A final thought on each team before the 2012 season begins. Inspired by Off Tackle Empire
On one hand, Tennessee is fighting for nothing more this season than to get things back on the right track. A return to the postseason is necessary. Going to a bowl somewhere around the Chick-fil-A Bowl or even higher in the pecking order would be preferable. Knocking off one of the SEC East teams they're currently looking up at -- Florida, Georgia and South Carolina, possibly soon to be joined by Missouri -- would be even better.
But when it comes to the place of this season in the overarching narrative of Tennessee football, the Volunteers need to get back to being a relevant team in the SEC again. Because we're entering what could be the eighth season of a pretty steady decline in the fortunes of the program in Knoxville.
It's not quite that simple, of course -- 2006 and 2007 weren't tragically bad seasons, even by the higher standards that Tennessee held itself to. Tennessee won 19 games over those two seasons and an SEC East title. Of course, those seasons were also sandwiched between the two years that cost Phillip Fulmer his job.
But when you look at the trend line, it's pretty clear that the program has been headed in one direction since 2004.
That slightly larger dot you see there on the four-year average line is 2004. And even the highest point after that on the straight winning-percentage line, the 2007 division title, is a little deceptive. There was more pixie dust involved in the Vols' 2007 season than in a Broadway production of Peter Pan. In the course of that season, Tennessee was leveled by Florida in a 59-20 blowout in the Vols' first SEC game, lost by 24 points to Nick Saban's worst Alabama team, beat South Carolina because of a well-timed false start (by Tennessee), got past Vanderbilt by a single point and needed four overtimes to beat Kentucky.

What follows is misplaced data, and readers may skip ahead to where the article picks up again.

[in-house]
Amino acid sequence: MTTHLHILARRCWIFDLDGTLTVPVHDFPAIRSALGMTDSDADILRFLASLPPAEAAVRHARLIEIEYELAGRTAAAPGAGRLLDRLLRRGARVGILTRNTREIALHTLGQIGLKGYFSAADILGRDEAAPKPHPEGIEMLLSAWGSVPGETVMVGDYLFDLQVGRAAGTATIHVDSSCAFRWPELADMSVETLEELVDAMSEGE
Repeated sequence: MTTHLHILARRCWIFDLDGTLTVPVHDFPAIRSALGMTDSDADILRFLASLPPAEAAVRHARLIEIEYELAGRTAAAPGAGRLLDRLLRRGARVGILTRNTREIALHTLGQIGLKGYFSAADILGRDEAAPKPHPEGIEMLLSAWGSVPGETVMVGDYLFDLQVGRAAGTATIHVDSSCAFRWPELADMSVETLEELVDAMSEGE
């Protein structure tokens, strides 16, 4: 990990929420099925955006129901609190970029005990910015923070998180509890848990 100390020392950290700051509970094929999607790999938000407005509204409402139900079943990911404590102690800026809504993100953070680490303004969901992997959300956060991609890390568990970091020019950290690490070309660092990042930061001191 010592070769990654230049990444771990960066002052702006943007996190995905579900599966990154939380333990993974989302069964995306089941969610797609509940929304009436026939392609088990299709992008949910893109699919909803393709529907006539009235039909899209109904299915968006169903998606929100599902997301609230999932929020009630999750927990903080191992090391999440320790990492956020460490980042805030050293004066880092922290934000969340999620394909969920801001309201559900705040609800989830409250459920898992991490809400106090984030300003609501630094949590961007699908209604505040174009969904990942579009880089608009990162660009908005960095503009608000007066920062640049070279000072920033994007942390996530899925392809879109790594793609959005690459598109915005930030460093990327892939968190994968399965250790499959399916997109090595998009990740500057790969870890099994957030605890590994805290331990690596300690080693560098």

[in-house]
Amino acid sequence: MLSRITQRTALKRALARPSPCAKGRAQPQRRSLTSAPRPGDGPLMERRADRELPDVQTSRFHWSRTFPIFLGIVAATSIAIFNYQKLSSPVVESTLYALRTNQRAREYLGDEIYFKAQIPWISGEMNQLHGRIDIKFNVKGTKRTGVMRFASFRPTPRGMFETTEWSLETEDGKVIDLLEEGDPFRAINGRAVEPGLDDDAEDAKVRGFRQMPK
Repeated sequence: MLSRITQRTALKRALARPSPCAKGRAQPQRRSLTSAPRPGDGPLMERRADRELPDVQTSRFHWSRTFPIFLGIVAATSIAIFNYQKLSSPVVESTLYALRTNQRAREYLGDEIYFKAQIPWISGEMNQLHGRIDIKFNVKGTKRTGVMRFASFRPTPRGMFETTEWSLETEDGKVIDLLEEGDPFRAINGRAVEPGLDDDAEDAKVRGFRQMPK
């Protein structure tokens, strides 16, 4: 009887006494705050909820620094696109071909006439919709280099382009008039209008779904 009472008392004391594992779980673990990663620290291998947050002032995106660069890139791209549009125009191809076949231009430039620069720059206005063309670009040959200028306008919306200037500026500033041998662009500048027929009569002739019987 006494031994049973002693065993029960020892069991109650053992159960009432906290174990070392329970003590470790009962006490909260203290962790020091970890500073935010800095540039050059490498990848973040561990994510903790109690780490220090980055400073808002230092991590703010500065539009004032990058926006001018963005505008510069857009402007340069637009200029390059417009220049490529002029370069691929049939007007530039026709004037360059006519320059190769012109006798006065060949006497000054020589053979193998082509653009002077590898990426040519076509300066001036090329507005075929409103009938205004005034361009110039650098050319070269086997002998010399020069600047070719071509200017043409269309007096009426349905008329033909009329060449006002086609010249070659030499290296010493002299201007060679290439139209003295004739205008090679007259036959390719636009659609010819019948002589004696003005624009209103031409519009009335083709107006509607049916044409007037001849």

There's a reason Georgia fans have a ton of "what-ifs" about the 2007 season (though they should probably start with the Vols' 35-14 demolition of the Dawgs in a game that really wasn't even that close).
And when you look at the games that matter most -- those against the SEC -- the trend is even more striking.
Of course, the last few years have been challenging in part due to the self-inflicted wounds of a poor coaching choice after Fulmer was fired in 2008 and replaced by interim head coach Lane Kiffin. Derek Dooley has been trying valiantly to rebuild the Volunteers brand, but the SEC is not exactly a forgiving league in which to rebuild.
Which can take a toll on a program's prestige over the long run. Consider this: The last time Tennessee won the SEC, current freshmen were probably four years old. They were likely still in middle school the last time the Vols won the division. The high-level recruits, the ones that Tennessee or any other team needs to compete in the SEC, probably don't have a living memory of Tennessee as a perennial contender.
There's a lot of optimism in Knoxville these days, and rightly so. The Vols have some great players and are about due for some good luck. And it's hard to say that a program as storied as Tennessee will ever be more than a recruiting class or two away from re-establishing itself as one of the conference's elite. But at some point, you have to start wondering when what looked like a bump in the road is in danger of becoming something more like the new normal.